Texas employers are required to classify workers properly as employees or independent contractors in order to remain in compliance with state and federal law. Texas employers have a range of responsibilities concerning employees, but those same responsibilities do not apply to independent contractors. Misclassification can result in penalties and legal issues for employers, so it is critical to ensure that workers are accurately classified. What is the independent contractor test in Texas? According to the Texas Workforce Commission (TWC), there are various independent contractor tests in existence, including an “economic reality” test that is commonly used by the U.S. Department of Labor, the “ABC” test that is used in some states other than Texas, and an “Eleven Factor” test used by the Internal Revenue Service (IRS).
The TWC also has its own independent contractor test. While all the tests generally aim for the same overall determination and more often than not result in the same determination, you should talk with your legal counsel about which of the tests to utilize and how to approach the issue. The TWC independent contractor test has 20 factors for employers to consider in classifying workers.
Factors for the TWC Independent Contractor Test
Workers generally are employees if an employer has the right or ability to control the worker in particular capacities. The following are the factors employers in Texas should use to consider whether a worker is an independent contractor or an employee, along with questions that can help you to determine whether the factor leans toward classifying a worker as an employee or independent contractor:
- Instructions: Does the worker receive instructions from you about how, where, and when to perform the work?
- Training: Is the worker required to receive training?
- Integration: Is the worker merged into your business’s overall operation?
- Services rendered personally: Can the worker assign tasks to others?
- Hiring, supervising and paying helpers: Is the worker supervised by you?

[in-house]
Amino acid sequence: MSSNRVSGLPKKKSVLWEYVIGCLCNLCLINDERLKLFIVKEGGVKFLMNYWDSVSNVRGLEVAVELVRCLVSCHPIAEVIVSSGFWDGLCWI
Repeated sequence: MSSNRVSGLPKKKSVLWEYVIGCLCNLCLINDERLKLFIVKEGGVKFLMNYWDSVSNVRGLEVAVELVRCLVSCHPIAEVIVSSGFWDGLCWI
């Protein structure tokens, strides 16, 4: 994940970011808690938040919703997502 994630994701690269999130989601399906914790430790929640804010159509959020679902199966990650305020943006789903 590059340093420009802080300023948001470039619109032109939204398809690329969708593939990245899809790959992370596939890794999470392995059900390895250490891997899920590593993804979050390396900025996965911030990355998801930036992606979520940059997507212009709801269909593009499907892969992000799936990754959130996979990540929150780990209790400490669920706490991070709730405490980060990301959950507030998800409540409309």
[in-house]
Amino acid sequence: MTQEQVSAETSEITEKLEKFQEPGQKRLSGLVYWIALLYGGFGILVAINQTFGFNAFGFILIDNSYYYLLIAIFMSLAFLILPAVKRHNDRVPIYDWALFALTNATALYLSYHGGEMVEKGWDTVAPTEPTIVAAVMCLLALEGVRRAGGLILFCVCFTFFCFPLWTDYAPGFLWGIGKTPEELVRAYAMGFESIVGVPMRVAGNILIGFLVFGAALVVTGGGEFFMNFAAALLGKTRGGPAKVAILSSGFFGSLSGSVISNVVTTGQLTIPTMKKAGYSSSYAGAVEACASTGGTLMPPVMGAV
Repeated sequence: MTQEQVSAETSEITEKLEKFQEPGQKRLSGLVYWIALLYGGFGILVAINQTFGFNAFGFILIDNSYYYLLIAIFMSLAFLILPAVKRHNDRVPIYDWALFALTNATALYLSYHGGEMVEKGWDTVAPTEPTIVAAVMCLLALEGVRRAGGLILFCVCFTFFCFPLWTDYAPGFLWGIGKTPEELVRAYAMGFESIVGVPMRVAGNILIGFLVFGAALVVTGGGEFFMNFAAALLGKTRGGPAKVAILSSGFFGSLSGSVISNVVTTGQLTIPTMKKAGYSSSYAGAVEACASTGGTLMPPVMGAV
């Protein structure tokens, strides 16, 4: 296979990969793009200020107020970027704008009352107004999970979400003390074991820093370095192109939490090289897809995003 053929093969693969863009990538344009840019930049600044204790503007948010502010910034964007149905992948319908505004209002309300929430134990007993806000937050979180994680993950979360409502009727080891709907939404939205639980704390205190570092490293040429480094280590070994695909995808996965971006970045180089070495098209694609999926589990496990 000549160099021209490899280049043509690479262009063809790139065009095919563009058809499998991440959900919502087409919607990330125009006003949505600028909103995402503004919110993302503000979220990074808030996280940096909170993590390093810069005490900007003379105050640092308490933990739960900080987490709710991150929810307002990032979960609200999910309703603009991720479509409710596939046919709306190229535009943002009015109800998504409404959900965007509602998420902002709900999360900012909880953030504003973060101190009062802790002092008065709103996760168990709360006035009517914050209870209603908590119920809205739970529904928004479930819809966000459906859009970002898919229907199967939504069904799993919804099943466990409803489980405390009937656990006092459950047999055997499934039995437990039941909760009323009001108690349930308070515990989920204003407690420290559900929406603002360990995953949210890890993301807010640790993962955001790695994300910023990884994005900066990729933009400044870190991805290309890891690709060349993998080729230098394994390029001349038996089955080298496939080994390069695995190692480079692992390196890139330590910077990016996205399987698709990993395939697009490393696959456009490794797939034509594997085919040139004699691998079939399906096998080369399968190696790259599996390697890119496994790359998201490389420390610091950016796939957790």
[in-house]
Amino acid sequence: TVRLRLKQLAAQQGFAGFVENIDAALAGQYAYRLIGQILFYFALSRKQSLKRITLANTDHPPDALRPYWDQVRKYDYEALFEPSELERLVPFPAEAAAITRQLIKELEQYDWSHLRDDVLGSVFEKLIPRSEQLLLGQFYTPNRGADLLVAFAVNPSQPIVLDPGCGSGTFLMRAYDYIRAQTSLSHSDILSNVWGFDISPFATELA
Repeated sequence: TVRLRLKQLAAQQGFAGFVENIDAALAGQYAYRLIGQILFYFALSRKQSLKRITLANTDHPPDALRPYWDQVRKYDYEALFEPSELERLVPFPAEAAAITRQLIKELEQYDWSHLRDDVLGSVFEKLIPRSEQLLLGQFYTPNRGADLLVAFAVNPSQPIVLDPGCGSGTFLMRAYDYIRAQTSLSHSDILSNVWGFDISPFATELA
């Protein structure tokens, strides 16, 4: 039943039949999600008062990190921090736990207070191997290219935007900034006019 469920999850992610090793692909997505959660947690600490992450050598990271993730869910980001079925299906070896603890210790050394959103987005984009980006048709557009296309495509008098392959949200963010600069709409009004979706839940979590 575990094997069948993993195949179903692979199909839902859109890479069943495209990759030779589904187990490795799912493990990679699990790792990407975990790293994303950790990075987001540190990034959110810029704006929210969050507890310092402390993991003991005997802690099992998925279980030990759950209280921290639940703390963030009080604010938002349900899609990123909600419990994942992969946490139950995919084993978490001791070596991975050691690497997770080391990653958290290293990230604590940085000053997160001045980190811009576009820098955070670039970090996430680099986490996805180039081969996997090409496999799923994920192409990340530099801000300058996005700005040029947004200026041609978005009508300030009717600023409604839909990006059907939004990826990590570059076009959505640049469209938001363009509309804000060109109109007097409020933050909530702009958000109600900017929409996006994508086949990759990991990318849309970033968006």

- Continuing relationship: Is the worker’s relationship with you long-term or indefinite?
- Set hours of work: Does the worker have set hours of work?
- Full time required: Is the worker required to work full time for you?
- Location where services performed: Can you tell the worker where to perform their work or services?
- Order or sequence set: Does the worker need to perform tasks in the order you outline?
- Oral or written reports: Is the worker required to submit reports to you?
- Payment by the hour, week, or month: Is the worker paid on a regular basis at the same frequency?
- Payment of business and travel expenses: Do you cover business and travel expenses for the worker?
- Furnishing tools and equipment: Do you furnish tools for the worker?
- Significant investment: Does the worker have an investment in your business?
- Realize profit or loss: Does the worker realize profits or losses?
- Working for more than one firm at a time: Can the worker perform services for other employers at the same time?
- Making service available to the public: Can the worker advertise their services to the public?
- Right to discharge without liability: Can you fire the worker without liability?
- Right to quit without liability: Is the worker responsible for job completion?
It is important for employers to know that all of the following factors do not have to weigh in favor of a specific worker being an independent contractor for that worker to be classified as an independent contractor. A majority of the factors, or a totality of the circumstances, suggesting the employer does not have the right to direct or control the worker can mean that the worker is an independent contractor.
Contact a Frisco Employment Law Attorney
If you need assistance with the TWC independent contractor test, or if you have questions about classifying workers, one of our Frisco employment law attorneys can assist you. Contact Simon Paschal PLLC to learn more.